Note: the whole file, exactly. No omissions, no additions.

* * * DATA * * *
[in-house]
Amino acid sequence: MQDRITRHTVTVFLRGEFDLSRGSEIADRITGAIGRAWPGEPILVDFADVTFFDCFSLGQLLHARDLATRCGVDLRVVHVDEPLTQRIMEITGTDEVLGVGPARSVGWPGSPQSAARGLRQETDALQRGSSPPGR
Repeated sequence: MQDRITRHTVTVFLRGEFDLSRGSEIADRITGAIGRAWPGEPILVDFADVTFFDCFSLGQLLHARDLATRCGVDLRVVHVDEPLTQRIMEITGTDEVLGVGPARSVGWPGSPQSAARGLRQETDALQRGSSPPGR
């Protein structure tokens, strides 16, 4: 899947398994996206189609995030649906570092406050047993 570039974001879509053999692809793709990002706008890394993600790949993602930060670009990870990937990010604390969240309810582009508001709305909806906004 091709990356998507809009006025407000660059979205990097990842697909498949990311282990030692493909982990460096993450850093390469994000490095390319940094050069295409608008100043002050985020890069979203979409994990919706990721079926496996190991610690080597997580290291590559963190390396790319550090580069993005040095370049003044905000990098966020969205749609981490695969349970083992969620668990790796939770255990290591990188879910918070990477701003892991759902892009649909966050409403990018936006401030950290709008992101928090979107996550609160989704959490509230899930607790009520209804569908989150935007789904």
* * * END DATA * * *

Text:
[in-house]
Amino acid sequence: MQDRITRHTVTVFLRGEFDLSRGSEIADRITGAIGRAWPGEPILVDFADVTFFDCFSLGQLLHARDLATRCGVDLRVVHVDEPLTQRIMEITGTDEVLGVGPARSVGWPGSPQSAARGLRQETDALQRGSSPPGR
Repeated sequence: MQDRITRHTVTVFLRGEFDLSRGSEIADRITGAIGRAWPGEPILVDFADVTFFDCFSLGQLLHARDLATRCGVDLRVVHVDEPLTQRIMEITGTDEVLGVGPARSVGWPGSPQSAARGLRQETDALQRGSSPPGR
């Protein structure tokens, strides 16, 4: 899947398994996206189609995030649906570092406050047993 570039974001879509053999692809793709990002706008890394993600790949993602930060670009990870990937990010604390969240309810582009508001709305909806906004 091709990356998507809009006025407000660059979205990097990842697909498949990311282990030692493909982990460096993450850093390469994000490095390319940094050069295409608008100043002050985020890069979203979409994990919706990721079926496996190991610690080597997580290291590559963190390396790319550090580069993005040095370049003044905000990098966020969205749609981490695969349970083992969620668990790796939770255990290591990188879910918070990477701003892991759902892009649909966050409403990018936006401030950290709008992101928090979107996550609160989704959490509230899930607790009520209804569908989150935007789904």